In 20 to 40 years from now, would-be parents will be able to choose from dozens of already artificially created embryos before having a child based on their preferred criteria and potential, says a bioethicist and author of the book, “The End of Sex and the Future of Human Reproduction.”

Henry Greely, a Stanford University law professor, is the author who sees in ongoing research the future potential to choose children with less potential for future disease, more for athleticism or even a preferred eye color.

“The majority of babies of people who have good health coverage will be conceived this way,” he predicts.

The research Greely points to so far only involves mice in which ordinary cells are turned into sperm and eggs. If such technology can be replicated in humans, Greely believes, most babies would be born using it by the time today’s children are reproducing.

If so, it would mean a woman who wants to get pregnant could produce dozens more eggs without harvesting some of her own ovaries.

Here’s what Greely sees in the future: A man and woman walk into a fertility clinic. The man drops off some sperm. The woman leaves some skin cells, which are turned into eggs and fertilized with the man’s sperm. Unlike in-vitro fertilization today, which typically yields around eight eggs per attempt, the new method could result in hundreds of embryos.

In addition, the embryos’ complete library of DNA would be decoded and analyzed to reveal genetic predispositions, both for disease and personal traits. The man and woman would get dossiers on the embryos that pass minimum tests for suitability. The couple would then choose one or two to implant.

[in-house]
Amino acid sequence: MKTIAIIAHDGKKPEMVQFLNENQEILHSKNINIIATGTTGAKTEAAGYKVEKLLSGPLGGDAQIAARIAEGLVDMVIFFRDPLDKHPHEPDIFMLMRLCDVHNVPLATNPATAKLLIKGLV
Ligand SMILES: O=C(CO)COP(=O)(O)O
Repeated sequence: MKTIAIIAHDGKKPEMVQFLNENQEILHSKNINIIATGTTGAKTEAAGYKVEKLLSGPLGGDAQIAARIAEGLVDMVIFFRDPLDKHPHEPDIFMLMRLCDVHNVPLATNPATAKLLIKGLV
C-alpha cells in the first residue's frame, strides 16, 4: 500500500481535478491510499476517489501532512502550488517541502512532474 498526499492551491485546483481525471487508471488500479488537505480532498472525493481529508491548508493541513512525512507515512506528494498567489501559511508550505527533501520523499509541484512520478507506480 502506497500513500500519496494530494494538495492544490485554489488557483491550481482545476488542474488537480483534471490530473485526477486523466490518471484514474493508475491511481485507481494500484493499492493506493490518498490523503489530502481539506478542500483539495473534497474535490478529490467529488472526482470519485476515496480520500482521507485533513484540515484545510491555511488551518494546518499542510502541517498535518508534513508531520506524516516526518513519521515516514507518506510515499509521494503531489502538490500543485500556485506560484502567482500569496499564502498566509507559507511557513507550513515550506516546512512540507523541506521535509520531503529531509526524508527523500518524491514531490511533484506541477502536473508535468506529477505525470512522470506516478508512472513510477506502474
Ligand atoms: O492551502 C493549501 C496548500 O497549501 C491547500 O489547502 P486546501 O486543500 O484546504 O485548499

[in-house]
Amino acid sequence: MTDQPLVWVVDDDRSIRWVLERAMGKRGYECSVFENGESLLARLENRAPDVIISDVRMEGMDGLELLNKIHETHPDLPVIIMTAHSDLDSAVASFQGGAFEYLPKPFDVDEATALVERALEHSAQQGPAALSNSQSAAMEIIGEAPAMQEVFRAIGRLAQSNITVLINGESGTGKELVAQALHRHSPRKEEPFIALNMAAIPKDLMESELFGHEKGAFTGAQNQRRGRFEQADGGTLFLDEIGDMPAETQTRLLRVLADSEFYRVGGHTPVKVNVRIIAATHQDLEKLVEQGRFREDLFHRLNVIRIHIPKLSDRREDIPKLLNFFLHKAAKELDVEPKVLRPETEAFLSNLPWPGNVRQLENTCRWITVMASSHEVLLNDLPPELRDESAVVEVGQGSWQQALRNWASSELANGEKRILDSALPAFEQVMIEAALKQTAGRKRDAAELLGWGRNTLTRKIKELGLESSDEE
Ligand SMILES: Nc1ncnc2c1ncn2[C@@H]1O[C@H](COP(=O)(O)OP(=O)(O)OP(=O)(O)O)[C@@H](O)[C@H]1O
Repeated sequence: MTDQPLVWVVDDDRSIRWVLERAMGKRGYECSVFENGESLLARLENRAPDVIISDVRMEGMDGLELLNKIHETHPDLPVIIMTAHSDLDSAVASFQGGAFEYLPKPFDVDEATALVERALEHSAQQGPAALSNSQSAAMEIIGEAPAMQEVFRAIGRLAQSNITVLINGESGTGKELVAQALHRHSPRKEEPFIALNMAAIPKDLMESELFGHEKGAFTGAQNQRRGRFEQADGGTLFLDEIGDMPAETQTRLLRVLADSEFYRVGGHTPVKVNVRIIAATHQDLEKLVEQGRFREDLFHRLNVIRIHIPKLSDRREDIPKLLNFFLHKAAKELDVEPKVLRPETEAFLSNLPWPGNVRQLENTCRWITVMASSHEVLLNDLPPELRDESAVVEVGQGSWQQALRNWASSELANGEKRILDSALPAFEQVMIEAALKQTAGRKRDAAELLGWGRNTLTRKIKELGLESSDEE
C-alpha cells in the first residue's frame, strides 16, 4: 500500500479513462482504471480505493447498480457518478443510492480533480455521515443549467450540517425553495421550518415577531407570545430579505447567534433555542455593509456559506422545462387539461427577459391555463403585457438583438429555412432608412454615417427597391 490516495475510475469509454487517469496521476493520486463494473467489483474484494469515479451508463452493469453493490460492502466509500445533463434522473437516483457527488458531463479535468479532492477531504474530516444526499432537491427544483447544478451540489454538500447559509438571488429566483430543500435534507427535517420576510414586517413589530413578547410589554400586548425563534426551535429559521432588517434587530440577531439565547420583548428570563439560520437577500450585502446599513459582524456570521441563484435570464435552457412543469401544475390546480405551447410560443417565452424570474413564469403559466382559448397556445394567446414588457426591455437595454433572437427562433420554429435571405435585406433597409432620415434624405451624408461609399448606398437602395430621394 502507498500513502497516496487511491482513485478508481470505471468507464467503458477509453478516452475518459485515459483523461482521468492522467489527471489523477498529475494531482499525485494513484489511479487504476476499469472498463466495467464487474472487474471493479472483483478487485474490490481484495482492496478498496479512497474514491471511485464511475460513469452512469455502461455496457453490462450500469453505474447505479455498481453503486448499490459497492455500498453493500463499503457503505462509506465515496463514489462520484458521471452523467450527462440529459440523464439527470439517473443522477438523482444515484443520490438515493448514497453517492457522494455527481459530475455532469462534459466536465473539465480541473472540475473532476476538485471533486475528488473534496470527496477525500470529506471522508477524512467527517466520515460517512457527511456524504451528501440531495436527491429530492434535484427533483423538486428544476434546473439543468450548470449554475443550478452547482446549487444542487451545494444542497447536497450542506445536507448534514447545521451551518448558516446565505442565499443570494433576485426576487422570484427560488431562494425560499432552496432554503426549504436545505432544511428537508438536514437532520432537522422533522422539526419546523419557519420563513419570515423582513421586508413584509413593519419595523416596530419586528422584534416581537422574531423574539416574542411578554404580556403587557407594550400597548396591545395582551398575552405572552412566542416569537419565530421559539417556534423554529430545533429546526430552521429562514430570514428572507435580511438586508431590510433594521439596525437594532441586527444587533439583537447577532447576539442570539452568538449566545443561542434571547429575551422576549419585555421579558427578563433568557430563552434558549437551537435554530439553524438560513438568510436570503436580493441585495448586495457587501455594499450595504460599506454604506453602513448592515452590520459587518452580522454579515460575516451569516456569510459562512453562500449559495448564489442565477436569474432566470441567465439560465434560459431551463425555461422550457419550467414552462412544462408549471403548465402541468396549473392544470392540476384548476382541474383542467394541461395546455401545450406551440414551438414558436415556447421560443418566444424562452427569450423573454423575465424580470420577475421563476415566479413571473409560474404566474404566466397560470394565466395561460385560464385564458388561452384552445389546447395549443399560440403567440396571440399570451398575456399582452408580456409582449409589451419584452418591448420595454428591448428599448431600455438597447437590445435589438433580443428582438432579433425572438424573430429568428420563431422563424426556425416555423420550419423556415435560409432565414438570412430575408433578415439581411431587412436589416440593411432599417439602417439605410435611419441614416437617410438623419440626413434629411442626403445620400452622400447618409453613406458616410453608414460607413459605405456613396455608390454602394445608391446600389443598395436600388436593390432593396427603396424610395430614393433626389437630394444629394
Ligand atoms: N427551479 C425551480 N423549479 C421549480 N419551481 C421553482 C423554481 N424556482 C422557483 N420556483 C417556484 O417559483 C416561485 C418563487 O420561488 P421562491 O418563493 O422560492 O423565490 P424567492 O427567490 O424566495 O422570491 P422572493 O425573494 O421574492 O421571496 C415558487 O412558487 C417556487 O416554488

The technology might also open the door to same-sex couples having children genetically related to both of them, though the additional twist of making eggs from men or sperm from women would be a bigger biological challenge.

As for decoding the complete DNA library of embryos, Dr. Louanne Hudgins, who studies prenatal genetic screening and diagnosis at Stanford, says some pregnant patients there say they’ve already had fertility clinics do that. They didn’t reveal why, Hudgins said. The president of the American College of Medical genetics and Genomics said, so far, no national medical association has endorsed decoding all the DNA of an embryo, which is called its genome.

Greely, meanwhile, calls his vision “easy PGD,” or prenatal genetic diagnosis.

Ordinary PGD has been done for decades. When a couple is known to be at risk for having a child with a specific genetic disorder, such as cystic fibrosis or sickle cell anemia, the woman undergoes a procedure to remove some eggs. After fertilization, some cells are plucked from the embryos and examined to identify those without the disease-causing abnormality.

That procedure looks for a specific problem in a few embryos, not entire genomes from dozens of them. If a couple wishes to select a “super baby,” says Dr. Richard Scott Jr., a founding partner of Reproductive Medicine Associates of New Jersey, “We tell them we can’t do it.”

Of course, with the artificial creation of many more human embryos with only one being selected for implantation, most will need to be destroyed.

Lori B. Andrews, a professor at the Chicago-Kent College of Law, concluded: “The idea of easy PGD should make us uneasy indeed.”

Nevertheless, others say it should be taken seriously.

“It’s certainly something we have to take seriously and think through now,” said Marcy Darnovsky, who writes on the politics of human biotechnology as executive director of the Center for Genetics and Society in Berkeley, California. “This is not just a technical or science question.”

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